Tying the knot in the time of coronavirus

Mackenzie Hunter and Landon Marchant ’20 knew from the start that they did not want a “traditional wedding.” They originally envisioned getting married in New Zealand this June, during a honeymoon-slash-road trip across the country. When the COVID-19 pandemic brought international travel to a halt a few weeks ago, however, the duo came up with a backup plan much closer to home.

Fifty years ago, a very different mid-semester disruption

In early May, students at Williams and other colleges across the country went on strike in protest of the U.S. invasion of Cambodia during the Vietnam War. Fifty years later, at a virtual faculty meeting on March 11 after in-person classes were canceled in light of the COVID-19 pandemic, President of the College Maud S. Mandel referred obliquely to the strike.

Fifty years ago, a very different mid-semester disruption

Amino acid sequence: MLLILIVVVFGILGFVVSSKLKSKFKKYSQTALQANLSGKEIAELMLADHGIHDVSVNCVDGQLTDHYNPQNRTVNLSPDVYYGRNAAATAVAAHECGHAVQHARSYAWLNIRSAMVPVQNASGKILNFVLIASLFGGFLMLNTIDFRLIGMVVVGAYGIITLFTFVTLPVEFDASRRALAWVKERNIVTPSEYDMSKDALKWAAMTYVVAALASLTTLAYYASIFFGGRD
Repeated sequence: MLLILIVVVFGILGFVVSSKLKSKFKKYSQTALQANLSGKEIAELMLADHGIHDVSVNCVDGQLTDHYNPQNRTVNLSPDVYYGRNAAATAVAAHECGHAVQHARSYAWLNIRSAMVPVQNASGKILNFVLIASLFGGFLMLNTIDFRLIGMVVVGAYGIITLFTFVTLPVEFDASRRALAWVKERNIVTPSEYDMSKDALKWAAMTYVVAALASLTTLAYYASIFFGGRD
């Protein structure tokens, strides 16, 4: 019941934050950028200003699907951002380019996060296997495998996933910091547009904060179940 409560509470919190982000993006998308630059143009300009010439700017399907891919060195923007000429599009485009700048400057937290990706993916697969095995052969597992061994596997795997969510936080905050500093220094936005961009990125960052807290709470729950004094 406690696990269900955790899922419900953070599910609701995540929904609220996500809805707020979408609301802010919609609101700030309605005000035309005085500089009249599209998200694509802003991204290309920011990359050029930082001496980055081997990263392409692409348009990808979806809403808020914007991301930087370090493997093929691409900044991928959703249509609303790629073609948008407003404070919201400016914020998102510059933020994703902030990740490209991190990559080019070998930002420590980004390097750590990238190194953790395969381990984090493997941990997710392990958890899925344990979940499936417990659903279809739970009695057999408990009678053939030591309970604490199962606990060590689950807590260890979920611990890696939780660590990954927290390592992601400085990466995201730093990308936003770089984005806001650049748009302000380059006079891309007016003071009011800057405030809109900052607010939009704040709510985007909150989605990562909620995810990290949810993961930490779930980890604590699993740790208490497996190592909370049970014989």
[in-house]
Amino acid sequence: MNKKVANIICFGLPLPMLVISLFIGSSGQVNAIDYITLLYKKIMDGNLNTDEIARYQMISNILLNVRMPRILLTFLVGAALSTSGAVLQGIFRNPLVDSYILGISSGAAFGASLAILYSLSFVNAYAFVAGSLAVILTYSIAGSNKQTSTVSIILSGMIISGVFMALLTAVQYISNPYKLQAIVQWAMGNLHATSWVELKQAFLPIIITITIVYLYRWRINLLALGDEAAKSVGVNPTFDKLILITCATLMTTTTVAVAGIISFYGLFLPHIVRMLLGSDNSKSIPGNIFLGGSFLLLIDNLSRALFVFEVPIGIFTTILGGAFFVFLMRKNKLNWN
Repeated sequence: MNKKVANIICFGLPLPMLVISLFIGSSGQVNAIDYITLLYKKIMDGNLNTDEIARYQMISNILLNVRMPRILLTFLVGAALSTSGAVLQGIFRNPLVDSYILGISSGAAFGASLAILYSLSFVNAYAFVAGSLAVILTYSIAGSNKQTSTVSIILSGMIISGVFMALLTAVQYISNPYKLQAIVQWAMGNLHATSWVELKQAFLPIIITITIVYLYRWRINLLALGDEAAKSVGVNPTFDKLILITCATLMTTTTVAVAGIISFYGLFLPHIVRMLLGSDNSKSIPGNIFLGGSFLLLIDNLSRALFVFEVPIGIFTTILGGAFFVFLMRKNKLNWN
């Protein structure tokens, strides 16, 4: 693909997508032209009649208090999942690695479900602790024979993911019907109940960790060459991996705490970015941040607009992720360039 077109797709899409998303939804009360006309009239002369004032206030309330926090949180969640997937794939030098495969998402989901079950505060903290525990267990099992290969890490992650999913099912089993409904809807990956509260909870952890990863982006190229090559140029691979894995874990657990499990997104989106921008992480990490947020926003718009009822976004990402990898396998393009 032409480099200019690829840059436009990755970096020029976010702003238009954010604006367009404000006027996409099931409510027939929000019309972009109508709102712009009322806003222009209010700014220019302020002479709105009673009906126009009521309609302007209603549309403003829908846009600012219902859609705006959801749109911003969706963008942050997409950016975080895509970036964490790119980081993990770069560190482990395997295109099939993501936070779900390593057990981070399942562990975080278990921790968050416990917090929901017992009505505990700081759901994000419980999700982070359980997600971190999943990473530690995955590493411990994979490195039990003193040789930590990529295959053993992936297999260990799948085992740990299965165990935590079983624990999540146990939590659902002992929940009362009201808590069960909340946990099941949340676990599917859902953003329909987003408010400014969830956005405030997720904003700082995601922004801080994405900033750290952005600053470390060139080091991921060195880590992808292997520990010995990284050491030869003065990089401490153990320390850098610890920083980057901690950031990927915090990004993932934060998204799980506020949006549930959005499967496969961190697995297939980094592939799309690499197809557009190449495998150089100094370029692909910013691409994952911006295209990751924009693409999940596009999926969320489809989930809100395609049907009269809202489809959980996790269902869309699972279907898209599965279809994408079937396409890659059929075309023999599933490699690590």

In early May, students at Williams and other colleges across the country went on strike in protest of the U.S. invasion of Cambodia during the Vietnam War. Fifty years later, at a virtual faculty meeting on March 11 after in-person classes were canceled in light of the COVID-19 pandemic, President of the College Maud S. Mandel referred obliquely to the strike.

Mandel mandates most students leave campus by Tuesday, announces transition to remote learning after spring break due to coronavirus pandemic

For the first time in over 50 years, the College has decided to disrupt normal operations mid-semester in light of the ongoing coronavirus pandemic. President of the College Maud S. Mandel announced in an email on Wednesday morning that the College would require most students to leave campus indefinitely by next Tuesday, March 17, three days before students were slated to leave for spring break.

Nikole Hannah-Jones speaks on the 1619 Project, legacy of slavery

Nikole Hannah-Jones, a staff writer at The New York Times Magazine and the curator of its 1619 Project, which puts slavery’s continuing legacy at the center of American history, began her talk to a sold-out audience at the ’62 Center for Theatre and Dance last Wednesday with a disclaimer.